Were Deepfreeze’s criteria to be applied to Bounding, then Trent would be guilty of cronyism. His article on Star Wars replacements makes no mention of the fact that one of the listed authors, Jon Del Arroz, had written multiple articles for the site going back to 2018. Furthermore, the first of Del Arroz’s articles for the site was a review of a comic from Vox Day’s publisher Arkhaven… a company which, incidentally, had already taken Del Arroz as an author by that point. His project? An adaptation of a story by Richard Fox – one of the other authors spotlighted by Bounding. Round and round the circle goes!

In talking about this, I may have wandered off the topic of Satanic Panic revivalism. But the two phenomena – the rants about demons and the mutual backpatting – are linked, both being the result of the gate/puppy movements shifting from campaigns against to campaigns for. And what Bounding Into Comics campaigns for is, amongst other things, a new Satanic Panic. Note that Brian Niemeier, another author to have benefitted from Bounding’s promotion, is a disciple of Chad Ripperger and likewise believes that looking at porn is connected to demonic activity.

Here we have the legacy of Gamergate, with what were once touted as core principles being cheerfully abandoned to fit the new agenda — a new agenda which, it has to be said, is not too far removed from that of Phil Phillips when he wrote Turmoil in the Toybox. I don’t think anyone’s shocked to see standards for journalistic integrity being loosened now that the gaters have journalists of their own, but I imagine many will be surprised to see Gamergate’s heirs stirring Satanic Panic fearmongering straight out of a Chick tract.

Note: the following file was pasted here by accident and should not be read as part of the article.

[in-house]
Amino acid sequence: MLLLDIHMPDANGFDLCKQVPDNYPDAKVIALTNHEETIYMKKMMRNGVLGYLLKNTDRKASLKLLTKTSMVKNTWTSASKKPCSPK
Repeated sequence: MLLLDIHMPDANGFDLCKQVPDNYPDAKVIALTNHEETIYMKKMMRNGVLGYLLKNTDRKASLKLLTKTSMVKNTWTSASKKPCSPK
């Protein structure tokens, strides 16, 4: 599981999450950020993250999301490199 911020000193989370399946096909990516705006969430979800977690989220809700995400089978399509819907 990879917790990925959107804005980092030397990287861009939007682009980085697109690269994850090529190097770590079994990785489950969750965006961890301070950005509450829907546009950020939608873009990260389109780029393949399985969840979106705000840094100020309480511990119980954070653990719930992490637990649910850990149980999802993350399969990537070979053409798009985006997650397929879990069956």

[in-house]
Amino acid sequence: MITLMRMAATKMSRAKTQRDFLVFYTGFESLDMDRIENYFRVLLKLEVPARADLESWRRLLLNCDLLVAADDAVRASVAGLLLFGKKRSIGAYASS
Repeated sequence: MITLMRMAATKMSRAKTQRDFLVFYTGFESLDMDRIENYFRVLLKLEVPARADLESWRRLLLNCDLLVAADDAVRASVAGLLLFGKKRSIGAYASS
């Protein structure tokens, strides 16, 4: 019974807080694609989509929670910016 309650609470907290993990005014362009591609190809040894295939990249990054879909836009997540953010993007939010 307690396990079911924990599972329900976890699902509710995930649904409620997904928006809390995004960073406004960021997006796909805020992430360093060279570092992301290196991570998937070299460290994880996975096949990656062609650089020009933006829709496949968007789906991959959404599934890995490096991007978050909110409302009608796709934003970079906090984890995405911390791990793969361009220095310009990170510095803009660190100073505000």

(And yes, I’m aware that Jack Chick hated the Catholic Church. This merely adds to the irony of the situation.)

One thought on “Bounding Into Comics Joins the Satanic Panic”

Leave a Reply

Fill in your details below or click an icon to log in: Logo

You are commenting using your account. Log Out /  Change )

Facebook photo

You are commenting using your Facebook account. Log Out /  Change )

Connecting to %s

%d bloggers like this: